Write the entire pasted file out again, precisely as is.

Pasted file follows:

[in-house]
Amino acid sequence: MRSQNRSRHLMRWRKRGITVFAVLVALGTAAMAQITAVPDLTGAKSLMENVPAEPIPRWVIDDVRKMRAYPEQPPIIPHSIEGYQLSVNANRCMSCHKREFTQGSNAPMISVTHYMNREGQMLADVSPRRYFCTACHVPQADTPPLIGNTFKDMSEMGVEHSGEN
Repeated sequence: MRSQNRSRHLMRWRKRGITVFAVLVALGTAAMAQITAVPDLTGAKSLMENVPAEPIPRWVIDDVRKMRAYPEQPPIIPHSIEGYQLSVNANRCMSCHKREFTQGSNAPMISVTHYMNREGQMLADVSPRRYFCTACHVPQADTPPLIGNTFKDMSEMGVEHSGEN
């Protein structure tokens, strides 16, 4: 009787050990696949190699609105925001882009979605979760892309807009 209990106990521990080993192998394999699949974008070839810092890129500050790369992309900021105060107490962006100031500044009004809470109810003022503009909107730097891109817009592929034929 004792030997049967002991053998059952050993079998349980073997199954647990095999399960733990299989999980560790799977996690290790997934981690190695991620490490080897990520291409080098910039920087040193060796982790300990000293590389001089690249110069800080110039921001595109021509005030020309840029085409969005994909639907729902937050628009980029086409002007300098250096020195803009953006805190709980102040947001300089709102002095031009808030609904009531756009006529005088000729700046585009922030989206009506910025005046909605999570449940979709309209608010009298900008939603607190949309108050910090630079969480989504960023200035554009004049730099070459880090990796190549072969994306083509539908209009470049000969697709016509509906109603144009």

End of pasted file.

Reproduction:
[in-house]
Amino acid sequence: MRSQNRSRHLMRWRKRGITVFAVLVALGTAAMAQITAVPDLTGAKSLMENVPAEPIPRWVIDDVRKMRAYPEQPPIIPHSIEGYQLSVNANRCMSCHKREFTQGSNAPMISVTHYMNREGQMLADVSPRRYFCTACHVPQADTPPLIGNTFKDMSEMGVEHSGEN
Repeated sequence: MRSQNRSRHLMRWRKRGITVFAVLVALGTAAMAQITAVPDLTGAKSLMENVPAEPIPRWVIDDVRKMRAYPEQPPIIPHSIEGYQLSVNANRCMSCHKREFTQGSNAPMISVTHYMNREGQMLADVSPRRYFCTACHVPQADTPPLIGNTFKDMSEMGVEHSGEN
């Protein structure tokens, strides 16, 4: 009787050990696949190699609105925001882009979605979760892309807009 209990106990521990080993192998394999699949974008070839810092890129500050790369992309900021105060107490962006100031500044009004809470109810003022503009909107730097891109817009592929034929 004792030997049967002991053998059952050993079998349980073997199954647990095999399960733990299989999980560790799977996690290790997934981690190695991620490490080897990520291409080098910039920087040193060796982790300990000293590389001089690249110069800080110039921001595109021509005030020309840029085409969005994909639907729902937050628009980029086409002007300098250096020195803009953006805190709980102040947001300089709102002095031009808030609904009531756009006529005088000729700046585009922030989206009506910025005046909605999570449940979709309209608010009298900008939603607190949309108050910090630079969480989504960023200035554009004049730099070459880090990796190549072969994306083509539908209009470049000969697709016509509906109603144009």